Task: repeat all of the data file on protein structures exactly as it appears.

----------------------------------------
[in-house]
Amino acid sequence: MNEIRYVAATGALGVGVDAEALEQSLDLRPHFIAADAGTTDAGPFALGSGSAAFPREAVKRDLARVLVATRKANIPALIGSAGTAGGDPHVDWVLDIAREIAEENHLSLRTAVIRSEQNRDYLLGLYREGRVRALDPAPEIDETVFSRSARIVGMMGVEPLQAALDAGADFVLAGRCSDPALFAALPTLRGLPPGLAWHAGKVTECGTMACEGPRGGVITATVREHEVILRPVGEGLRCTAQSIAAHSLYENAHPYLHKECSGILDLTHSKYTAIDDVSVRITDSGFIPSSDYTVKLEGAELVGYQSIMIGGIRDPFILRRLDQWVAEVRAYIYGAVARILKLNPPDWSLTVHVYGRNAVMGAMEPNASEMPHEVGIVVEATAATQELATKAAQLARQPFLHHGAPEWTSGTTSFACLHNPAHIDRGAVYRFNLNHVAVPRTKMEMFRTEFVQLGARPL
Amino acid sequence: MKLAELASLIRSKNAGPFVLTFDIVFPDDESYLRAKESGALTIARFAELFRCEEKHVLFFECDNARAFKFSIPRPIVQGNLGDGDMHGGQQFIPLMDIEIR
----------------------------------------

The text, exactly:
[in-house]
Amino acid sequence: MNEIRYVAATGALGVGVDAEALEQSLDLRPHFIAADAGTTDAGPFALGSGSAAFPREAVKRDLARVLVATRKANIPALIGSAGTAGGDPHVDWVLDIAREIAEENHLSLRTAVIRSEQNRDYLLGLYREGRVRALDPAPEIDETVFSRSARIVGMMGVEPLQAALDAGADFVLAGRCSDPALFAALPTLRGLPPGLAWHAGKVTECGTMACEGPRGGVITATVREHEVILRPVGEGLRCTAQSIAAHSLYENAHPYLHKECSGILDLTHSKYTAIDDVSVRITDSGFIPSSDYTVKLEGAELVGYQSIMIGGIRDPFILRRLDQWVAEVRAYIYGAVARILKLNPPDWSLTVHVYGRNAVMGAMEPNASEMPHEVGIVVEATAATQELATKAAQLARQPFLHHGAPEWTSGTTSFACLHNPAHIDRGAVYRFNLNHVAVPRTKMEMFRTEFVQLGARPL
Amino acid sequence: MKLAELASLIRSKNAGPFVLTFDIVFPDDESYLRAKESGALTIARFAELFRCEEKHVLFFECDNARAFKFSIPRPIVQGNLGDGDMHGGQQFIPLMDIEIR